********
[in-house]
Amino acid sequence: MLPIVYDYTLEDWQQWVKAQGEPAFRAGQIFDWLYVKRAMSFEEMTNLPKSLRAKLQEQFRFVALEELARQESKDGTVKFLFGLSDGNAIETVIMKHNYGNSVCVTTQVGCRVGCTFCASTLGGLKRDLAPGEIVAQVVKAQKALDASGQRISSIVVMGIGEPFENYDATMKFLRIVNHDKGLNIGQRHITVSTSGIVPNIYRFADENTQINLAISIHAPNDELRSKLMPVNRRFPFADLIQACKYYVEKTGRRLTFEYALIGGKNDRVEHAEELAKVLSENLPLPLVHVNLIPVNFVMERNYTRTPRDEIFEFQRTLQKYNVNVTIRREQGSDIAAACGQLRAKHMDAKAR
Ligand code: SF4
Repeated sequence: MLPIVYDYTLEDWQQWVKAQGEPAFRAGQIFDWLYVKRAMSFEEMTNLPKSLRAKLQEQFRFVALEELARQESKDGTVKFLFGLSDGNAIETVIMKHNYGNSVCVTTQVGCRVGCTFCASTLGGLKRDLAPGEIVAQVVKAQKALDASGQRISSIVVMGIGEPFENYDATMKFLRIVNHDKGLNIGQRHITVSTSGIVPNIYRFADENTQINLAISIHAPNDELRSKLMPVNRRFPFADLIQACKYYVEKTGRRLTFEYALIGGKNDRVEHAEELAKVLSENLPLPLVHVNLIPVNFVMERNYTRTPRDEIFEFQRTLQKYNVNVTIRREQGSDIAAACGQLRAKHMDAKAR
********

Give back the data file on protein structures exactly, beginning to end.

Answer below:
[in-house]
Amino acid sequence: MLPIVYDYTLEDWQQWVKAQGEPAFRAGQIFDWLYVKRAMSFEEMTNLPKSLRAKLQEQFRFVALEELARQESKDGTVKFLFGLSDGNAIETVIMKHNYGNSVCVTTQVGCRVGCTFCASTLGGLKRDLAPGEIVAQVVKAQKALDASGQRISSIVVMGIGEPFENYDATMKFLRIVNHDKGLNIGQRHITVSTSGIVPNIYRFADENTQINLAISIHAPNDELRSKLMPVNRRFPFADLIQACKYYVEKTGRRLTFEYALIGGKNDRVEHAEELAKVLSENLPLPLVHVNLIPVNFVMERNYTRTPRDEIFEFQRTLQKYNVNVTIRREQGSDIAAACGQLRAKHMDAKAR
Ligand code: SF4
Repeated sequence: MLPIVYDYTLEDWQQWVKAQGEPAFRAGQIFDWLYVKRAMSFEEMTNLPKSLRAKLQEQFRFVALEELARQESKDGTVKFLFGLSDGNAIETVIMKHNYGNSVCVTTQVGCRVGCTFCASTLGGLKRDLAPGEIVAQVVKAQKALDASGQRISSIVVMGIGEPFENYDATMKFLRIVNHDKGLNIGQRHITVSTSGIVPNIYRFADENTQINLAISIHAPNDELRSKLMPVNRRFPFADLIQACKYYVEKTGRRLTFEYALIGGKNDRVEHAEELAKVLSENLPLPLVHVNLIPVNFVMERNYTRTPRDEIFEFQRTLQKYNVNVTIRREQGSDIAAACGQLRAKHMDAKAR